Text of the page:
13. Alain41 says:

    Obama has come up with a new attack. Dept. of Interior is proposing cuts to royalty payments to the States for oil & mineral extraction on federal land within the States. Interior’s ‘reason’ is cuts must happen because of sequester. States view is, an agreement on royalty payments is not a federal expenditure but rather the feds get all the royalty money from the business and then just distributes the agreed upon royalty share to the States. Proposed cut is $26million for New Mexico and $53million for Wyoming and lesser amounts for other States.


  14. makeshifty says:

    This is reminding me of FDR’s confiscation of gold during the Depression, to “regulate the value of the currency.” It was the same sort of thing: Frugal people were seen as hoarding money when “the economy needed it.” The gov’t needed the money. Sure, people were given cash in exchange for it, but it was cash that the Fed could devalue to some degree.

    The Democrats do not believe in the idea of saving. They’ve bought the Keynesian idea that saving is bad. You hear it every time they talk about “how much cash is sitting on the sidelines. Trillions of dollars.” We’re all “supposed” to be spending it. You talk to them privately about it, they don’t think saving makes macroeconomic sense. “It’s bad for the economy” they say. “You save too much and it leads to deflation. Once that spiral starts, you can’t control it.” Let the gov’t take care of our retirement (and you’re going to love that deal!) Don’t you care about the underfunded?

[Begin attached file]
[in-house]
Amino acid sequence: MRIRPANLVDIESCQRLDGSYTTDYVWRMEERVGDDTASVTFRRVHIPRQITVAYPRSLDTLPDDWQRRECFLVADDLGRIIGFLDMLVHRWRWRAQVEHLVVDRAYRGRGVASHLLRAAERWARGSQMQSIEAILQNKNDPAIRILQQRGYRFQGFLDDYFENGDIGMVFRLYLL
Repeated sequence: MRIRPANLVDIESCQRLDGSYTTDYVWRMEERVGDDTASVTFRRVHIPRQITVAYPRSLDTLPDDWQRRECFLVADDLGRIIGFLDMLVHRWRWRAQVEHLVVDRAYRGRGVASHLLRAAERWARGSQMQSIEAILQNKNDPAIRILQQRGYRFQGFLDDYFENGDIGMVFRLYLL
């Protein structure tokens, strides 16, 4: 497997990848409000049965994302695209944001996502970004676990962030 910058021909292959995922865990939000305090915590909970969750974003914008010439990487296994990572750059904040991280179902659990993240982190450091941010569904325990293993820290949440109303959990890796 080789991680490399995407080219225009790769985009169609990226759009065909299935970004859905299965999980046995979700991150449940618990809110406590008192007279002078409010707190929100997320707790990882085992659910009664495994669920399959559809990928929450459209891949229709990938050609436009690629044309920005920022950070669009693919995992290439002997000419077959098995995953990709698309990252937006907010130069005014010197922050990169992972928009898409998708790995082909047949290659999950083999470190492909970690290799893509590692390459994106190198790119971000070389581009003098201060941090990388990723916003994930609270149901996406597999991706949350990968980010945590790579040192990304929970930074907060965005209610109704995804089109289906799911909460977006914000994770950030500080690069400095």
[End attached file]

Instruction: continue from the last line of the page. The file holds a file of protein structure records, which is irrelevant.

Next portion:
If we went through with this, we would start to hear complaining down the road about how $3 million isn’t enough. The Democrats will see it as the whining of the “selfish” who want to “have it better than everyone else.” We’re supposed to lower our expectations so that our masters can rule us more at their whim. When they get to supply our “nuggets” at the feed tray they can make “prudent” decisions about who gets what. They get to pick the winners and losers. This way they can “mold the world to their heart’s desire.”